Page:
Everyone has heard the saying, “It takes money to make money.” Business owners know this is true. It takes physical resources like space, materials, and components to produce your products, not to mention the costs of skilled labor, expertise, and administrative support. Moreover, growing a business can require additional working capital, but a young business does not always have easy access to the funds it needs.
What is working capital?
Working capital is the money available to meet your business’s immediate and short-term operational expenses—things like payroll, supplier payments, administrative expenses, rent, utilities, and more. It’s calculated by taking current assets and subtracting current liabilities.
A shortage in working capital can be a real problem for a business, preventing it from meeting urgent short-term operational expenses. Young, growing businesses face specific working capital shortages—often, they have not been able to secure enough working capital to support the business during its early stages, or during stages of rapid growth. Without enough working capital, a business may miss out on key opportunities. Perhaps there are insufficient funds to invest in new product for a large order, restock inventory, or take advantage of discounted payment terms from suppliers. A working capital shortage can also have worse consequences, like late payments to suppliers or creditors, which can damage credit ratings or even a business’s reputation. It is why business owners are often under pressure to ensure access to working capital.
How much working capital does your business need?
The answer to this will vary depending on your business, what you sell, and your growth phase. Typically, startup and young businesses should ideally have six to twelve months of operating expenses on hand to meet the short-term needs of this cash-hungry stage. This is because growing businesses face significant investment in staff, certifications or filings, inventory, and other related costs simply to get up and running. More established businesses may find that three to six months’ worth of expenses is enough to handle seasonal fluctuations or slower periods in business.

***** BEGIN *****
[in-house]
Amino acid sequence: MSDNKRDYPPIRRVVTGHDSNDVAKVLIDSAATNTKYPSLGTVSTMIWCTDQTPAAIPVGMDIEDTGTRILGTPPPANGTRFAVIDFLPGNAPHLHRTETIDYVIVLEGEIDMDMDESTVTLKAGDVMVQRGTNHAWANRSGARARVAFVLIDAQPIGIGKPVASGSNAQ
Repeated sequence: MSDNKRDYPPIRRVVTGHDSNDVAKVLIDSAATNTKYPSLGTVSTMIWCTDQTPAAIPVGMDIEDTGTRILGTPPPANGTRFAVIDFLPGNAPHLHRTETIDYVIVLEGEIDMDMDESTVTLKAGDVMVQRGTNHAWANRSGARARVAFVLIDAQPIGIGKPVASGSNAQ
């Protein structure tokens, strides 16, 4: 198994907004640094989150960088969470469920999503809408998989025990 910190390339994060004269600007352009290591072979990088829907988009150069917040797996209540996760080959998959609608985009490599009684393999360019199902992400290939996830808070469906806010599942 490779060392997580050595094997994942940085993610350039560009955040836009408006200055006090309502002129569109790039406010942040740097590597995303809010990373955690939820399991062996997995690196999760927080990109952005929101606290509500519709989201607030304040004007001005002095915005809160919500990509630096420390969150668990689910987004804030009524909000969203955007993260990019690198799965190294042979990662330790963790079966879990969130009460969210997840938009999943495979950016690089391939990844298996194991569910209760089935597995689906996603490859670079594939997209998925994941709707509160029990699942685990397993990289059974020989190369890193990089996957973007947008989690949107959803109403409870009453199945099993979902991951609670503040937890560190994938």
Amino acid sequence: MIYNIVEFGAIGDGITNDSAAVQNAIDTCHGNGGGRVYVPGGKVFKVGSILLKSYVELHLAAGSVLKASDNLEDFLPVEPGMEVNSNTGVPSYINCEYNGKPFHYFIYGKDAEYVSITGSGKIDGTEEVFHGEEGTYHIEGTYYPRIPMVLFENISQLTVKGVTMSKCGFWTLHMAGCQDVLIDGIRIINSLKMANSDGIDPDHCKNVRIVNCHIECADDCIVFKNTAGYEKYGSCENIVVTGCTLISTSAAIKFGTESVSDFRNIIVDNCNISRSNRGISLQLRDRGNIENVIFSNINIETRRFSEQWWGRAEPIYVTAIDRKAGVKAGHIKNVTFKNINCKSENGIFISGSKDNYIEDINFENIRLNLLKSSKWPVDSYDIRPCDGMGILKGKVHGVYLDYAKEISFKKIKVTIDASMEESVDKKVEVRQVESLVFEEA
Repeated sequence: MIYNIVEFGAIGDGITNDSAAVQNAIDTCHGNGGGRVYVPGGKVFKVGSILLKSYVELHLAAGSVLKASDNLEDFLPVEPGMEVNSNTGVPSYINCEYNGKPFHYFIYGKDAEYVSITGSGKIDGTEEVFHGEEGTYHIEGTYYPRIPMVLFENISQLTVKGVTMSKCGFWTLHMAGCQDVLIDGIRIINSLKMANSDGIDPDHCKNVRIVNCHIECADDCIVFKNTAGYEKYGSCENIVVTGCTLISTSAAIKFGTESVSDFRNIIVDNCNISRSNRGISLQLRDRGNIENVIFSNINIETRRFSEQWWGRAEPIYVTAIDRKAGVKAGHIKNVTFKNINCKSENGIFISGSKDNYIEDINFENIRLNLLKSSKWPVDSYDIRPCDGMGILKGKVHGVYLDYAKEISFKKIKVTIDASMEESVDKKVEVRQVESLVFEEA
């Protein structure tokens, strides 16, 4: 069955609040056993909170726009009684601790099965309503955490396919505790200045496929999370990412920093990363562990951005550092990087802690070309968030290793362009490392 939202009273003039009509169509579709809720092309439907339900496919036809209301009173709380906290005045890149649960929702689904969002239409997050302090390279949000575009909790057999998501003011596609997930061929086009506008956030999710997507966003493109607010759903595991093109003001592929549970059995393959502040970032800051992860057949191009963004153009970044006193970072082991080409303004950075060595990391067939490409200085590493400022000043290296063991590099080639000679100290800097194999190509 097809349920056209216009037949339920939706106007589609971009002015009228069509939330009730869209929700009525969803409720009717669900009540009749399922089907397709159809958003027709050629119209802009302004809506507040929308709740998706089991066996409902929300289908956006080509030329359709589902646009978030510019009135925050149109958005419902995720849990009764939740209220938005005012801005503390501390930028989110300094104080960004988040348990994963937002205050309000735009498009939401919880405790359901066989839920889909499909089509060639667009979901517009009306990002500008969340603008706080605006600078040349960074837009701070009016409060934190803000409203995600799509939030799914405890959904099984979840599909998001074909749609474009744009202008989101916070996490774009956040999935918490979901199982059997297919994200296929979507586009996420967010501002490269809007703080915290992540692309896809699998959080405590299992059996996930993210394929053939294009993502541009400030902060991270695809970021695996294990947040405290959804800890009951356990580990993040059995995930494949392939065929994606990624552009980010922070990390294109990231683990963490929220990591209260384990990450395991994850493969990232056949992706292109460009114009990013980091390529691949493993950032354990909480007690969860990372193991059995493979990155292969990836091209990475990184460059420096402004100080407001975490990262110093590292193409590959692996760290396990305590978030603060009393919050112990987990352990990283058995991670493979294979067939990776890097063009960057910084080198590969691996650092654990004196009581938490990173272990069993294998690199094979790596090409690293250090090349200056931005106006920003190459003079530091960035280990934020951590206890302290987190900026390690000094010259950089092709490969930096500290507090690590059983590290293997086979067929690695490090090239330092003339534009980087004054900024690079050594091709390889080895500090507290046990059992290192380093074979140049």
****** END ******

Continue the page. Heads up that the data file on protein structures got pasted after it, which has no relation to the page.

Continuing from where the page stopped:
The problem is that the repayment or financing terms of certain working capital options may put a strain on young businesses during this period of rapid growth. If repayment is due before your business is able to generate increased cash, you will remain in a working capital pinch.
Many business owners turn to lending options to raise working capital or address a working capital crunch. Here are a few of the most common sources for working capital for young businesses.
Working capital options for businesses
There is another option that can provide working capital for young businesses: factoring. Also known as invoice factoring, it is a financing method that can provide fast access to working capital. Businesses sell their unpaid accounts receivable to a factoring company. The factoring company pays an advance and then collects payment on the invoice, paying your business the balance minus a fee. Factoring can solve short-term cash flow crunches, even for start-up or young businesses, or those that face long odds with bank financing because of credit ratings or credit risks.
Looking for the best working capital options for young businesses? We can help. Prairie Business Credit is a national working capital provider to young, growing, or recovering businesses. We offer accounts receivable financing, purchase order financing, and equipment financing. Our company serves both as a trusted financial resource and consultant to entrepreneurs dedicated to building their businesses and ensuring their success.
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